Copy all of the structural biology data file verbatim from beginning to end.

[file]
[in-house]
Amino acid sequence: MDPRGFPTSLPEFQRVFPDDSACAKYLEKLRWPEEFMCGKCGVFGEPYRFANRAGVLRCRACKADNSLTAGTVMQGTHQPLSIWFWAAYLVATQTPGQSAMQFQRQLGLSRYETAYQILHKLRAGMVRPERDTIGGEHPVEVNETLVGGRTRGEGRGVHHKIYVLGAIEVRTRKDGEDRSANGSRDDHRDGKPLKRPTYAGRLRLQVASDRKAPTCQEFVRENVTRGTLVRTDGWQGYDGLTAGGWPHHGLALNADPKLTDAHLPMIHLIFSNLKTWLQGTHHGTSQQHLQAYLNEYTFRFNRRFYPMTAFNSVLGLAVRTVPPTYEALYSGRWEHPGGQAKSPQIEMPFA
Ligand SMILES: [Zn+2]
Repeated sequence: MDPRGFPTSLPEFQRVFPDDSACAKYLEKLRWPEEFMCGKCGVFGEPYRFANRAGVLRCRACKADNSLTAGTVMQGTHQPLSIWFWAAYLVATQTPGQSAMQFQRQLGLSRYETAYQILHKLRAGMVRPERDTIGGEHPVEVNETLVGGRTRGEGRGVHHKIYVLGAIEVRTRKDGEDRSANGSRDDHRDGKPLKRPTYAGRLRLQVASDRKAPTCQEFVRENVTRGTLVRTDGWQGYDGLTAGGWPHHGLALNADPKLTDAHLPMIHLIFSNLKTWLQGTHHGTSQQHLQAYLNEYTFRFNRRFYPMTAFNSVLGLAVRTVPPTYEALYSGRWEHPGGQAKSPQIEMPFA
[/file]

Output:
[in-house]
Amino acid sequence: MDPRGFPTSLPEFQRVFPDDSACAKYLEKLRWPEEFMCGKCGVFGEPYRFANRAGVLRCRACKADNSLTAGTVMQGTHQPLSIWFWAAYLVATQTPGQSAMQFQRQLGLSRYETAYQILHKLRAGMVRPERDTIGGEHPVEVNETLVGGRTRGEGRGVHHKIYVLGAIEVRTRKDGEDRSANGSRDDHRDGKPLKRPTYAGRLRLQVASDRKAPTCQEFVRENVTRGTLVRTDGWQGYDGLTAGGWPHHGLALNADPKLTDAHLPMIHLIFSNLKTWLQGTHHGTSQQHLQAYLNEYTFRFNRRFYPMTAFNSVLGLAVRTVPPTYEALYSGRWEHPGGQAKSPQIEMPFA
Ligand SMILES: [Zn+2]
Repeated sequence: MDPRGFPTSLPEFQRVFPDDSACAKYLEKLRWPEEFMCGKCGVFGEPYRFANRAGVLRCRACKADNSLTAGTVMQGTHQPLSIWFWAAYLVATQTPGQSAMQFQRQLGLSRYETAYQILHKLRAGMVRPERDTIGGEHPVEVNETLVGGRTRGEGRGVHHKIYVLGAIEVRTRKDGEDRSANGSRDDHRDGKPLKRPTYAGRLRLQVASDRKAPTCQEFVRENVTRGTLVRTDGWQGYDGLTAGGWPHHGLALNADPKLTDAHLPMIHLIFSNLKTWLQGTHHGTSQQHLQAYLNEYTFRFNRRFYPMTAFNSVLGLAVRTVPPTYEALYSGRWEHPGGQAKSPQIEMPFA